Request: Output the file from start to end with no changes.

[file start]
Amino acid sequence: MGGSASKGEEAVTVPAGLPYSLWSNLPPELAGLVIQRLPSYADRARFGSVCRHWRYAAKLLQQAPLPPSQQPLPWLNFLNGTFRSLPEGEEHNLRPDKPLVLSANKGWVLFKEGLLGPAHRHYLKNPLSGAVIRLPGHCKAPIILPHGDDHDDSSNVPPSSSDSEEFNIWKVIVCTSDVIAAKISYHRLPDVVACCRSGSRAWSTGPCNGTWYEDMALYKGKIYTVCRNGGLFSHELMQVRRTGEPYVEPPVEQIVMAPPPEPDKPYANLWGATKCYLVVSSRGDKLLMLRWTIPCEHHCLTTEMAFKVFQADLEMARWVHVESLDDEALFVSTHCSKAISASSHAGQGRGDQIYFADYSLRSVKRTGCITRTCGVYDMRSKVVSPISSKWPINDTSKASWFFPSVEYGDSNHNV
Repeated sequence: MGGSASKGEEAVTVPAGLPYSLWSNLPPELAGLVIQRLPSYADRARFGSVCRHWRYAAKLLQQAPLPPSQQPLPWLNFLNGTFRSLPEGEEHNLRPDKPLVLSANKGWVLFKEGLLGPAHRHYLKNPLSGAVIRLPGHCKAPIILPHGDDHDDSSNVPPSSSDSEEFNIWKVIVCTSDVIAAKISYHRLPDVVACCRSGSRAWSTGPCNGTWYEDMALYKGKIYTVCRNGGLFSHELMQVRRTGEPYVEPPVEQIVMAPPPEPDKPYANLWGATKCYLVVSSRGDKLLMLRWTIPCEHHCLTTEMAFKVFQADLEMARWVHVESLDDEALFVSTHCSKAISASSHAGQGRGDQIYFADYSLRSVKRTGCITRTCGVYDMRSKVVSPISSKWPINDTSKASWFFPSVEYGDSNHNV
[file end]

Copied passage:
Amino acid sequence: MGGSASKGEEAVTVPAGLPYSLWSNLPPELAGLVIQRLPSYADRARFGSVCRHWRYAAKLLQQAPLPPSQQPLPWLNFLNGTFRSLPEGEEHNLRPDKPLVLSANKGWVLFKEGLLGPAHRHYLKNPLSGAVIRLPGHCKAPIILPHGDDHDDSSNVPPSSSDSEEFNIWKVIVCTSDVIAAKISYHRLPDVVACCRSGSRAWSTGPCNGTWYEDMALYKGKIYTVCRNGGLFSHELMQVRRTGEPYVEPPVEQIVMAPPPEPDKPYANLWGATKCYLVVSSRGDKLLMLRWTIPCEHHCLTTEMAFKVFQADLEMARWVHVESLDDEALFVSTHCSKAISASSHAGQGRGDQIYFADYSLRSVKRTGCITRTCGVYDMRSKVVSPISSKWPINDTSKASWFFPSVEYGDSNHNV
Repeated sequence: MGGSASKGEEAVTVPAGLPYSLWSNLPPELAGLVIQRLPSYADRARFGSVCRHWRYAAKLLQQAPLPPSQQPLPWLNFLNGTFRSLPEGEEHNLRPDKPLVLSANKGWVLFKEGLLGPAHRHYLKNPLSGAVIRLPGHCKAPIILPHGDDHDDSSNVPPSSSDSEEFNIWKVIVCTSDVIAAKISYHRLPDVVACCRSGSRAWSTGPCNGTWYEDMALYKGKIYTVCRNGGLFSHELMQVRRTGEPYVEPPVEQIVMAPPPEPDKPYANLWGATKCYLVVSSRGDKLLMLRWTIPCEHHCLTTEMAFKVFQADLEMARWVHVESLDDEALFVSTHCSKAISASSHAGQGRGDQIYFADYSLRSVKRTGCITRTCGVYDMRSKVVSPISSKWPINDTSKASWFFPSVEYGDSNHNV